What you need to know about the international tax talks
The Biden administration has been making international tax negotiations a top priority, particularly the portion of the talks focused on the creation of a global minimum tax.
The administration sees an agreement on a minimum tax as a way to prevent companies from making decisions about where to locate based on corporate tax rates. Administration officials also see an agreement as a way to prevent U.S. multinational corporations from becoming less competitive if the U.S. raises its corporate taxes.
Treasury Secretary Janet Yellen said at a House hearing on Thursday that the U.S. is attempting to reach an agreement on a global minimum tax “that would stop what’s been essentially a race to the bottom, so that it’s competitive attractions of different countries that influence location decisions, and not tax competition.”
Countries participating in the negotiations at the Organization for Economic Cooperation and Development (OECD) and the Group of 20, two groups of industrial countries, are hoping to reach a political agreement in July.
Here’s what you need to know about the international tax negotiations.
There are two main topics under discussion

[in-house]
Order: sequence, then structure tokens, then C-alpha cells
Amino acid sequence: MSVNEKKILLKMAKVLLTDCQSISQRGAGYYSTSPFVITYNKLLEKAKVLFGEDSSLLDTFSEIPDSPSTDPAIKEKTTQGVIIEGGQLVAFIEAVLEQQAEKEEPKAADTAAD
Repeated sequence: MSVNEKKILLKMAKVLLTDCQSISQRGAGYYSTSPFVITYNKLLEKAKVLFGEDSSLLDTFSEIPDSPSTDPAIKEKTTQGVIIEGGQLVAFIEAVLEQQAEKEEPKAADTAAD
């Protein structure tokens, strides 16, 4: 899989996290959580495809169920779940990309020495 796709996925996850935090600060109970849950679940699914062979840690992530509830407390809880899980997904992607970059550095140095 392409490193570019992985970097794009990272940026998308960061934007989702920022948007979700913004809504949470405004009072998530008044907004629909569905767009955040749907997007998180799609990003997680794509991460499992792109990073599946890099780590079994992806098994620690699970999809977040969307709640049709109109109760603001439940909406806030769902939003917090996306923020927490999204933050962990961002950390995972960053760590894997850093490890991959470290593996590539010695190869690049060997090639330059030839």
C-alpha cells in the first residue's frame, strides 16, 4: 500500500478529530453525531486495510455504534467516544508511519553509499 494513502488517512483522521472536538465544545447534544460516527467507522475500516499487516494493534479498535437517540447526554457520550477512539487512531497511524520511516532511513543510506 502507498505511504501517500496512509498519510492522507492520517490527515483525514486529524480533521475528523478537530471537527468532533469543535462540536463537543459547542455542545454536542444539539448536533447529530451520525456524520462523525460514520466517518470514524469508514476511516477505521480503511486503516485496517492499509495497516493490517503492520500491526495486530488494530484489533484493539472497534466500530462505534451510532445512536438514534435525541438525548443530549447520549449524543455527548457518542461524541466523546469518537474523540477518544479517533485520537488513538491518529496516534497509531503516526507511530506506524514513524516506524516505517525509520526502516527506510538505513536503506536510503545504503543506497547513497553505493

The OECD has been working on international tax issues for a number of years, and their current efforts focus on two key issues.
The area that the Biden administration has most emphasized, known as Pillar 2, focuses on a global minimum effective tax rate for companies’ foreign earnings. This part of the negotiations is aimed at preventing corporate profits from escaping taxation.
There is no global minimum tax rate, and countries have varying rules about their domestic corporate tax rates and how they tax their corporations’ foreign income.
An agreement on a global minimum tax would not require countries to raise their corporate tax rate to a certain level. Instead, it would encourage companies to have ways to subject their corporations’ foreign earnings to a minimum level of tax that’s at least as high as the rate the agreement specifies.